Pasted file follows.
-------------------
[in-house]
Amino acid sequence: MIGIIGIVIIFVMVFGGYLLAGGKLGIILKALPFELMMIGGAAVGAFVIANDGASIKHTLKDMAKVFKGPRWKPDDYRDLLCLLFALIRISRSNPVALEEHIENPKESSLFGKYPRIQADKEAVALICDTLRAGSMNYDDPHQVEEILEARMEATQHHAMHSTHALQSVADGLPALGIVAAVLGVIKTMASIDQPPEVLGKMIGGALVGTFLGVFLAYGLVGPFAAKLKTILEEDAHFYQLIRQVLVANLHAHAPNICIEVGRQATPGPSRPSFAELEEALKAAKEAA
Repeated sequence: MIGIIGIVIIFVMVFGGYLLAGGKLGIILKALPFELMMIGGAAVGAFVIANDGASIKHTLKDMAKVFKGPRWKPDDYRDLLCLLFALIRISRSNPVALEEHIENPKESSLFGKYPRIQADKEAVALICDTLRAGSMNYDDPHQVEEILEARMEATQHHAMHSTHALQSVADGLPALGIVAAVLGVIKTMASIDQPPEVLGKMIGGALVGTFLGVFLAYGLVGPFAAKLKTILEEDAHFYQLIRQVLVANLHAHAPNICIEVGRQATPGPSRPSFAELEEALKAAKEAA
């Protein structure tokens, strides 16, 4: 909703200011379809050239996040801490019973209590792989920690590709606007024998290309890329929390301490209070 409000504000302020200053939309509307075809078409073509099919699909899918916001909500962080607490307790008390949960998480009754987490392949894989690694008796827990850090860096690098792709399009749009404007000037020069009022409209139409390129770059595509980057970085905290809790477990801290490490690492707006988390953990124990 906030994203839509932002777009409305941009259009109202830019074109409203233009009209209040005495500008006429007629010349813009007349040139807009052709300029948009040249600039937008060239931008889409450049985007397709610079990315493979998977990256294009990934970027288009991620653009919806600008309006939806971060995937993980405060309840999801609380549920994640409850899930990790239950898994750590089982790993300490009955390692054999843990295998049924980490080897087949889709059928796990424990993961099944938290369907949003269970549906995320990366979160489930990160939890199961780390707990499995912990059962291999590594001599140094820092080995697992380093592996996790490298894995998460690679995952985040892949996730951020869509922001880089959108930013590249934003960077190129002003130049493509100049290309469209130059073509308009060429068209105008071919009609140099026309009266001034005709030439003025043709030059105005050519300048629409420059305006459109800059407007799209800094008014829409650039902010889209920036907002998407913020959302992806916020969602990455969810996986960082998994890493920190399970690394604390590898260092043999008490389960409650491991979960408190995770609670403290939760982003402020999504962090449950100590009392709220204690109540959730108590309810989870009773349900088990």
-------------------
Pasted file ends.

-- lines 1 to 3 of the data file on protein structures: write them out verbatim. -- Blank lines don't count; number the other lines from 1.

[in-house]
Amino acid sequence: MIGIIGIVIIFVMVFGGYLLAGGKLGIILKALPFELMMIGGAAVGAFVIANDGASIKHTLKDMAKVFKGPRWKPDDYRDLLCLLFALIRISRSNPVALEEHIENPKESSLFGKYPRIQADKEAVALICDTLRAGSMNYDDPHQVEEILEARMEATQHHAMHSTHALQSVADGLPALGIVAAVLGVIKTMASIDQPPEVLGKMIGGALVGTFLGVFLAYGLVGPFAAKLKTILEEDAHFYQLIRQVLVANLHAHAPNICIEVGRQATPGPSRPSFAELEEALKAAKEAA
Repeated sequence: MIGIIGIVIIFVMVFGGYLLAGGKLGIILKALPFELMMIGGAAVGAFVIANDGASIKHTLKDMAKVFKGPRWKPDDYRDLLCLLFALIRISRSNPVALEEHIENPKESSLFGKYPRIQADKEAVALICDTLRAGSMNYDDPHQVEEILEARMEATQHHAMHSTHALQSVADGLPALGIVAAVLGVIKTMASIDQPPEVLGKMIGGALVGTFLGVFLAYGLVGPFAAKLKTILEEDAHFYQLIRQVLVANLHAHAPNICIEVGRQATPGPSRPSFAELEEALKAAKEAA